Structuring of Nanoparticles Between Modified Solid Surfaces

  • Yan ZengEmail author
Part of the Springer Theses book series (Springer Theses)


In order to investigate the effect of confining surfaces on the structuring of nanoparticles in between, confining surface is modified by either attaching a mica sheet on the silica substrate or physically adsorbing polyelectrolytes on silica surfaces with layer-by-layer technique. In the first case, only the surface potential (or surface charge) is tuned. AFM force measurements show an enhanced amplitude in oscillatory forces while the wavelength and correlation length remain constant with increasing confining surface potential. This is an outcome of reduced particle-wall interaction range, due to the fact that the charged walls release additional counterions accumulated in a thin layer at the wall surfaces and contributed to the Debye length of particle-wall interaction. As a consequence, more particles can be accumulated inside the slit. In the second case, the effect of layer-by-layer modification on the surface potential and the surface roughness are also studied. Experimental findings reveal that the layer-by-layer technique modifies the surface roughness without changing the surface potential of a multilayer with the same outermost layer, by increasing number of constituent layers, ionic strength of the polyelectrolyte solutions, and by selecting an appropriate pair of polyelectrolytes. Wavelength and decay length are not affected by the surface roughness. The corresponding reduction in the oscillatory amplitude and the shift in the phase correlate with the increase in surface roughness. Increasing surface roughness further induces a vanishing of the oscillations and both confining surfaces contribute to the effect of surface roughness on the force reduction. In order to show an oscillatory force, the particles have to show positional correlation over a reasonably long range perpendicular to the surface and the correlation function should be the same over a larger lateral area. This requires that both the particles and the surfaces have a high degree of order or symmetry, otherwise the oscillation does not occur. A roughness of a few nanometers on a single surface, which corresponds to about 10 % of the nanoparticle diameter, is sufficient to eliminate the oscillatory force.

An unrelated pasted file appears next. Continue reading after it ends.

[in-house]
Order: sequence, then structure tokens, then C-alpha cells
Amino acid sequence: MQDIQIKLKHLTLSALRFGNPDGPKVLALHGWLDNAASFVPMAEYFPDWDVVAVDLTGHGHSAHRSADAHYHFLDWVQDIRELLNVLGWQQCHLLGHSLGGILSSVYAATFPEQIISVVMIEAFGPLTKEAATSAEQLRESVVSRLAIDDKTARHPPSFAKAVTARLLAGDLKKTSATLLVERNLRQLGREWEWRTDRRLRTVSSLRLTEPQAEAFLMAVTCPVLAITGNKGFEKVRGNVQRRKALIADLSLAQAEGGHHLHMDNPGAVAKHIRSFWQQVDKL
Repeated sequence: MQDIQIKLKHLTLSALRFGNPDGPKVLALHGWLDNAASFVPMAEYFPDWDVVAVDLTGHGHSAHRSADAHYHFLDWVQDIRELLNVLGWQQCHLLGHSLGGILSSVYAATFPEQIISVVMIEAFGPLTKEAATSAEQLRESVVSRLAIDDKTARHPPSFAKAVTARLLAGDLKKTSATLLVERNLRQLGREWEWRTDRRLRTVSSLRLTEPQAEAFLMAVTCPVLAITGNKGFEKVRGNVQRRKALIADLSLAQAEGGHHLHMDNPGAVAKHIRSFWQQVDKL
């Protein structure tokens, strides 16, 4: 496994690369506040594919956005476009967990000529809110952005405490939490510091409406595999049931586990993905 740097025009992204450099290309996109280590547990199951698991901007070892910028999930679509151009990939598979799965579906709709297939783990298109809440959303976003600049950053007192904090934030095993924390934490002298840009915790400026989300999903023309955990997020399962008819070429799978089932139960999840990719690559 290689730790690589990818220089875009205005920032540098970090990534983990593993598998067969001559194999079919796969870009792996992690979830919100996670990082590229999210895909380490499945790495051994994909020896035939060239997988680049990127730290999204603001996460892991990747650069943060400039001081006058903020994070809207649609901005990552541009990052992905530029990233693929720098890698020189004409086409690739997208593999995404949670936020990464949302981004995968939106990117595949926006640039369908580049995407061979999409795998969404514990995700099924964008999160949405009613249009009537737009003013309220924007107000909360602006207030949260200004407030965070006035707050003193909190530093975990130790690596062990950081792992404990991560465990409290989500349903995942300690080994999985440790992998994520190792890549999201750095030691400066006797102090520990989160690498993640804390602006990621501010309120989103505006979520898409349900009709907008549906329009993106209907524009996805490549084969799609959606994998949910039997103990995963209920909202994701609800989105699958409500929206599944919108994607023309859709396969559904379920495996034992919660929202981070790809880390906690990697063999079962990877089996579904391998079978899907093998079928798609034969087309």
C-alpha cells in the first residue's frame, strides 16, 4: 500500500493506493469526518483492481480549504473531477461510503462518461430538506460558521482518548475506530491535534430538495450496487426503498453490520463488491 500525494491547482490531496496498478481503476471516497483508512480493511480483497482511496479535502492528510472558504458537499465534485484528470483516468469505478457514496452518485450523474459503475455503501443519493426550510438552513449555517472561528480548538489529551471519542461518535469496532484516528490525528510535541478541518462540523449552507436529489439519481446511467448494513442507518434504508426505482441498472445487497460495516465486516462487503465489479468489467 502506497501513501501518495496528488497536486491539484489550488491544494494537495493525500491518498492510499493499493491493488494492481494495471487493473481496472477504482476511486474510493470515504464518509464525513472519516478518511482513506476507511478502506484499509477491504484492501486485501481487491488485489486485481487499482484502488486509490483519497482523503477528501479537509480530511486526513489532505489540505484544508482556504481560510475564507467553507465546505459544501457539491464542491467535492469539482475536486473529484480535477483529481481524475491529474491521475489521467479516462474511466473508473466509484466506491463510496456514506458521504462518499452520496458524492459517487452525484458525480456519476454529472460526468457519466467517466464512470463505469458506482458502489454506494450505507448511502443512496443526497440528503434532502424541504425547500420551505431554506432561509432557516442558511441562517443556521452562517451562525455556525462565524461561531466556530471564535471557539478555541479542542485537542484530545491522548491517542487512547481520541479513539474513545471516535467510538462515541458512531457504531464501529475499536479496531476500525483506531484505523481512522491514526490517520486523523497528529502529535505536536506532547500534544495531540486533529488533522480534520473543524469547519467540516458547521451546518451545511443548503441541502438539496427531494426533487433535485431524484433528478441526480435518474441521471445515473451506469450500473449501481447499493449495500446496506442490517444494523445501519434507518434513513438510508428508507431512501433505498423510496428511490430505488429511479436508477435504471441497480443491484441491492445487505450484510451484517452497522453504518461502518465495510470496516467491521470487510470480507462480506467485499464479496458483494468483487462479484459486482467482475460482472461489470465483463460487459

Silicon Wafer Surface Potential Force Curve Oscillatory Force Force Profile 
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Copyright information

© Springer-Verlag Berlin Heidelberg 2012

Authors and Affiliations

  1. 1.Department of Chemical and Biomolecular EngineeringNorth Carolina State UniversityRaleighUSA

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